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Oil Is Unlikely To Go Much Higher

Oil Is Unlikely To Go Much Higher

Oil prices have climbed throughout…

Aramco Pulls Out Of Joint Venture Talks With Petronas

Saudi Aramco has pulled out of a planned joint venture with Malaysia’s state-owned oil company Petronas, concerning the construction and operation of a major refining and petrochemical complex in southern Malaysia, according to sources close to the deal.

The multi-billion-dollar Refinery and Petrochemical Integrated Development was planned to have a daily throughput rate of 300,000 barrels of crude, producing 7.7 million tons of petrochemicals annually. The complex would have also included a regasification terminal for LNG.

No reasons were given for the shelving, either by Aramco or by Petronas, with both companies telling the WSJ that they did not comment on speculation.

The Malaysian company last year sought to borrow US$7.2 billion to advance the project, estimated to be worth some US$20.1 billion. According to the Wall Street Journal, Aramco has concluded after a feasibility study that the project will not yield the desirable level of returns.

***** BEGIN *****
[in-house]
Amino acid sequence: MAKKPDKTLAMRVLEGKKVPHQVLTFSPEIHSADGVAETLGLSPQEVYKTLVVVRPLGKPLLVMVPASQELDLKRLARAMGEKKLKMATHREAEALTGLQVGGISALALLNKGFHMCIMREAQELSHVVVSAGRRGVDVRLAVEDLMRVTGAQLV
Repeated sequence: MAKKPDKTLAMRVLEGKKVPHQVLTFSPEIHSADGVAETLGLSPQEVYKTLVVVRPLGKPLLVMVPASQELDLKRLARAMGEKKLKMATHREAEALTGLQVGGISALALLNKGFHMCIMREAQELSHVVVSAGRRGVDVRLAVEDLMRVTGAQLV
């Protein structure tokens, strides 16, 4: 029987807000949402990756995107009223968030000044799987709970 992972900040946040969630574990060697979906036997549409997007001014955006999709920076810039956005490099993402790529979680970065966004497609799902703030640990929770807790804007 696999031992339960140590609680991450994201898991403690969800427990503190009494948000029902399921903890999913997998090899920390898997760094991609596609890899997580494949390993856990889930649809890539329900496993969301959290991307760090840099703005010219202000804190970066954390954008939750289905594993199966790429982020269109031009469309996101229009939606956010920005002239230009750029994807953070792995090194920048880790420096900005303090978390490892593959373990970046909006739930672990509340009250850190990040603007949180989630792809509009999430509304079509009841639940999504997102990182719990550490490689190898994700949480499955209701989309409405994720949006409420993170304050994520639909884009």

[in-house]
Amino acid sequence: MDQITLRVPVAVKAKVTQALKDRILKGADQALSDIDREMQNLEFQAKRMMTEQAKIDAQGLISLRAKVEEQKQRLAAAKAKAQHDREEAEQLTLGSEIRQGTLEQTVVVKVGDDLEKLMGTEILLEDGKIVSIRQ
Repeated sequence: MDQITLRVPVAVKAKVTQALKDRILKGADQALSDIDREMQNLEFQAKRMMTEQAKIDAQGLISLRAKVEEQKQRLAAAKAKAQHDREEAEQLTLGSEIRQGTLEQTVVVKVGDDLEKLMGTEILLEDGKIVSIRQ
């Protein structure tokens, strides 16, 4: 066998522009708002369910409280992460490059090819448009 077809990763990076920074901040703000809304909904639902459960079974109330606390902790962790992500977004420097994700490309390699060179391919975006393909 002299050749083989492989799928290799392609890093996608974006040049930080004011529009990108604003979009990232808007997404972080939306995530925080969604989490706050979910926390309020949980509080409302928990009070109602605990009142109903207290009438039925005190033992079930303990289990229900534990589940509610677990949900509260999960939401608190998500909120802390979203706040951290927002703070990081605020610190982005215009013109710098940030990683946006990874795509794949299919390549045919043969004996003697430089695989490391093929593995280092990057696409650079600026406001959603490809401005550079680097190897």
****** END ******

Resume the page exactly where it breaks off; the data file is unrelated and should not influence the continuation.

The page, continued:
Both Aramco and Petronas have been hit by the oil price crash and it makes sense for the world’s largest oil company, by output, to be more cautious with future projects especially in light of its upcoming IPO in 2018. Yesterday, media reported that Aramco is seeking advisers on the listing, sending out requests for proposals to large and small investment banks. Aramco expects the IPO to bring in some US$100 billion for 5 percent of the company.

Petronas, for its part, has been looking for new revenue streams after having to axe 1,000 jobs and squeezing capex by US$11.3 billion (50 billion ringgit) over the period from 2016 to 2020.

The Malaysian company last month announced it had found a new location for its US$27-billion LNG project in Canada, the Pacific NorthWest LNG, in response to environmental opposition to its first choice of location. The final investment decision on this project should be made by the end of the first quarter.

By Irina Slav for Oilprice.com

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  • Ali on January 25 2017 said:
    Why would ARAMCO ship oil and natural gas 7,000 miles to Malaysia for refining? Saudi Arabia and Qatar need refineries, jobs, and value added exports.

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